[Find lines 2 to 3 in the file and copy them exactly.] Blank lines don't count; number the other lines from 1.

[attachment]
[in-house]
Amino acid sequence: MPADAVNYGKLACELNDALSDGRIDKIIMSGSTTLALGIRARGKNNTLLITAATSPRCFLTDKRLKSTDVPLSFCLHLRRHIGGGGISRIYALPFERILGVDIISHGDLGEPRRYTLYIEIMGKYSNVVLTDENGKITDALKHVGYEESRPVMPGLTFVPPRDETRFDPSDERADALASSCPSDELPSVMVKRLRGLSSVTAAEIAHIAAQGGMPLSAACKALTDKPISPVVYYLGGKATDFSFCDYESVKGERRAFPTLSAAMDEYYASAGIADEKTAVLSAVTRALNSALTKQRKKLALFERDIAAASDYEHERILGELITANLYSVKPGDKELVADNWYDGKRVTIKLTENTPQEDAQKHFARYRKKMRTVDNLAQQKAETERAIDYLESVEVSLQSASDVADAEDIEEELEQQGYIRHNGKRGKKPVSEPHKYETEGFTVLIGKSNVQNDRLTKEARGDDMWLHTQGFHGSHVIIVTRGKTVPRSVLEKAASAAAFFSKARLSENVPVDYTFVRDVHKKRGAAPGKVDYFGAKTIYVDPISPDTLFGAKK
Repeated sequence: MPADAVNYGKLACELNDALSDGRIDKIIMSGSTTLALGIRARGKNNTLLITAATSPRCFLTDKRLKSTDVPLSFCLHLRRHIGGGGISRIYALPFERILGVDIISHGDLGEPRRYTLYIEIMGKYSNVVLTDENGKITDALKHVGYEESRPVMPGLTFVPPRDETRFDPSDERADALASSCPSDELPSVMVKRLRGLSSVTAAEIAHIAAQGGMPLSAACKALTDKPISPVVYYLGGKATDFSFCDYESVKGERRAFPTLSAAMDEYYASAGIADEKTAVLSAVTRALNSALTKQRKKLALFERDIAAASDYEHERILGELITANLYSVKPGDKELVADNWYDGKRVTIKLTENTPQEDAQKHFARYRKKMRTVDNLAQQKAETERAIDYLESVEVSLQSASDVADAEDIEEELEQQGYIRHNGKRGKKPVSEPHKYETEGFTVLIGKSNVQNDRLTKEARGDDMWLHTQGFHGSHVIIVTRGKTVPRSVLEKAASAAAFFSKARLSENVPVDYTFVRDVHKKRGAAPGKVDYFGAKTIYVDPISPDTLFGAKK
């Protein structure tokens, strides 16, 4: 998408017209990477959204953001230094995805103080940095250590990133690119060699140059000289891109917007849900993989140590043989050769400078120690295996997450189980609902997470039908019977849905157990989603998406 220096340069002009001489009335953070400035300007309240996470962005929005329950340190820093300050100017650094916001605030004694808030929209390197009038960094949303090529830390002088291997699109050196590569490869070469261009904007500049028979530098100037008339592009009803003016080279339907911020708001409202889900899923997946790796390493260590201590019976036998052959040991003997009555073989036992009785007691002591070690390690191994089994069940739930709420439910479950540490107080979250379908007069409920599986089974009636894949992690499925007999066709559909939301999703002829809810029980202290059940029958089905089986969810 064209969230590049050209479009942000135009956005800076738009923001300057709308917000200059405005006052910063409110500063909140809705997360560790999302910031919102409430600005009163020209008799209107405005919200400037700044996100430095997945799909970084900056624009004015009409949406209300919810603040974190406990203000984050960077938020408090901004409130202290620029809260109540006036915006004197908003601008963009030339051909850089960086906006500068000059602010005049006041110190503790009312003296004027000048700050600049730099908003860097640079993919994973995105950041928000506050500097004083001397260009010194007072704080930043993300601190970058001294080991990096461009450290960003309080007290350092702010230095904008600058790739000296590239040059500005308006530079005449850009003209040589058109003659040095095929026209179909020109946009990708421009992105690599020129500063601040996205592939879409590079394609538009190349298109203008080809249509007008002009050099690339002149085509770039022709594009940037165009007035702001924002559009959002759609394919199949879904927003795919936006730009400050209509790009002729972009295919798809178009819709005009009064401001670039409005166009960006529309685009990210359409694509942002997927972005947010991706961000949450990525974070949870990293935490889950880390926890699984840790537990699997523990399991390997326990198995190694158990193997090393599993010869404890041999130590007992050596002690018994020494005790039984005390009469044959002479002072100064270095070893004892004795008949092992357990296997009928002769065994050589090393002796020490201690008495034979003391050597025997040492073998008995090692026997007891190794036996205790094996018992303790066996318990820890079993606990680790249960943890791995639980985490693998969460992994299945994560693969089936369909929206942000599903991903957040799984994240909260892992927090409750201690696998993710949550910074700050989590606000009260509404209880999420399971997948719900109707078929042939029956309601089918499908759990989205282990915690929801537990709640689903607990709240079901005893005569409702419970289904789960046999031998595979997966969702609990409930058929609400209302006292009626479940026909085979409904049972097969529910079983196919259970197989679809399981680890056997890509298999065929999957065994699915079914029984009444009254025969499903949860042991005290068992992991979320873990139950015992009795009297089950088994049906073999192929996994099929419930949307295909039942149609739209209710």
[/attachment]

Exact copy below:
Amino acid sequence: MPADAVNYGKLACELNDALSDGRIDKIIMSGSTTLALGIRARGKNNTLLITAATSPRCFLTDKRLKSTDVPLSFCLHLRRHIGGGGISRIYALPFERILGVDIISHGDLGEPRRYTLYIEIMGKYSNVVLTDENGKITDALKHVGYEESRPVMPGLTFVPPRDETRFDPSDERADALASSCPSDELPSVMVKRLRGLSSVTAAEIAHIAAQGGMPLSAACKALTDKPISPVVYYLGGKATDFSFCDYESVKGERRAFPTLSAAMDEYYASAGIADEKTAVLSAVTRALNSALTKQRKKLALFERDIAAASDYEHERILGELITANLYSVKPGDKELVADNWYDGKRVTIKLTENTPQEDAQKHFARYRKKMRTVDNLAQQKAETERAIDYLESVEVSLQSASDVADAEDIEEELEQQGYIRHNGKRGKKPVSEPHKYETEGFTVLIGKSNVQNDRLTKEARGDDMWLHTQGFHGSHVIIVTRGKTVPRSVLEKAASAAAFFSKARLSENVPVDYTFVRDVHKKRGAAPGKVDYFGAKTIYVDPISPDTLFGAKK
Repeated sequence: MPADAVNYGKLACELNDALSDGRIDKIIMSGSTTLALGIRARGKNNTLLITAATSPRCFLTDKRLKSTDVPLSFCLHLRRHIGGGGISRIYALPFERILGVDIISHGDLGEPRRYTLYIEIMGKYSNVVLTDENGKITDALKHVGYEESRPVMPGLTFVPPRDETRFDPSDERADALASSCPSDELPSVMVKRLRGLSSVTAAEIAHIAAQGGMPLSAACKALTDKPISPVVYYLGGKATDFSFCDYESVKGERRAFPTLSAAMDEYYASAGIADEKTAVLSAVTRALNSALTKQRKKLALFERDIAAASDYEHERILGELITANLYSVKPGDKELVADNWYDGKRVTIKLTENTPQEDAQKHFARYRKKMRTVDNLAQQKAETERAIDYLESVEVSLQSASDVADAEDIEEELEQQGYIRHNGKRGKKPVSEPHKYETEGFTVLIGKSNVQNDRLTKEARGDDMWLHTQGFHGSHVIIVTRGKTVPRSVLEKAASAAAFFSKARLSENVPVDYTFVRDVHKKRGAAPGKVDYFGAKTIYVDPISPDTLFGAKK